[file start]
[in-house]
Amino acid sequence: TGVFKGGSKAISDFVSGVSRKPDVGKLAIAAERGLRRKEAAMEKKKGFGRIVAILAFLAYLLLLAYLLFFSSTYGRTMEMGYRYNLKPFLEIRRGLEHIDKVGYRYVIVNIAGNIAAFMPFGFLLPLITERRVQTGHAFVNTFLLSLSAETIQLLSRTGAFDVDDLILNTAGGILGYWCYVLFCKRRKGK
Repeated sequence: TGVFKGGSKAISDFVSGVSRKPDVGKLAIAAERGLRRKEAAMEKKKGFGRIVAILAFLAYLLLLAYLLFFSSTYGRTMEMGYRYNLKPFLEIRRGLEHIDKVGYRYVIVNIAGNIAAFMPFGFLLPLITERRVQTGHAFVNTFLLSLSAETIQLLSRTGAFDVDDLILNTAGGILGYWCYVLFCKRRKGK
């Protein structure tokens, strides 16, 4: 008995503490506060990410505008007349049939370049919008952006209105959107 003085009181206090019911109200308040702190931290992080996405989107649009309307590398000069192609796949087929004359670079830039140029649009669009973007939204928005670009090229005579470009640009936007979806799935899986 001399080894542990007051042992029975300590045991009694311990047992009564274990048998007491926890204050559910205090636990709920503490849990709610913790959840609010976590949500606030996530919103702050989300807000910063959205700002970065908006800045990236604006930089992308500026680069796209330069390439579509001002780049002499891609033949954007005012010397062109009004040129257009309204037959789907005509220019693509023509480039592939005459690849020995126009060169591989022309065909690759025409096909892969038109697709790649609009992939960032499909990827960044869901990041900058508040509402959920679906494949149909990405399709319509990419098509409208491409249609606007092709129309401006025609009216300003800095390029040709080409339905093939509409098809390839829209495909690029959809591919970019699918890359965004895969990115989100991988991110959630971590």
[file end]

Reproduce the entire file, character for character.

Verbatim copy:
[in-house]
Amino acid sequence: TGVFKGGSKAISDFVSGVSRKPDVGKLAIAAERGLRRKEAAMEKKKGFGRIVAILAFLAYLLLLAYLLFFSSTYGRTMEMGYRYNLKPFLEIRRGLEHIDKVGYRYVIVNIAGNIAAFMPFGFLLPLITERRVQTGHAFVNTFLLSLSAETIQLLSRTGAFDVDDLILNTAGGILGYWCYVLFCKRRKGK
Repeated sequence: TGVFKGGSKAISDFVSGVSRKPDVGKLAIAAERGLRRKEAAMEKKKGFGRIVAILAFLAYLLLLAYLLFFSSTYGRTMEMGYRYNLKPFLEIRRGLEHIDKVGYRYVIVNIAGNIAAFMPFGFLLPLITERRVQTGHAFVNTFLLSLSAETIQLLSRTGAFDVDDLILNTAGGILGYWCYVLFCKRRKGK
């Protein structure tokens, strides 16, 4: 008995503490506060990410505008007349049939370049919008952006209105959107 003085009181206090019911109200308040702190931290992080996405989107649009309307590398000069192609796949087929004359670079830039140029649009669009973007939204928005670009090229005579470009640009936007979806799935899986 001399080894542990007051042992029975300590045991009694311990047992009564274990048998007491926890204050559910205090636990709920503490849990709610913790959840609010976590949500606030996530919103702050989300807000910063959205700002970065908006800045990236604006930089992308500026680069796209330069390439579509001002780049002499891609033949954007005012010397062109009004040129257009309204037959789907005509220019693509023509480039592939005459690849020995126009060169591989022309065909690759025409096909892969038109697709790649609009992939960032499909990827960044869901990041900058508040509402959920679906494949149909990405399709319509990419098509409208491409249609606007092709129309401006025609009216300003800095390029040709080409339905093939509409098809390839829209495909690029959809591919970019699918890359965004895969990115989100991988991110959630971590």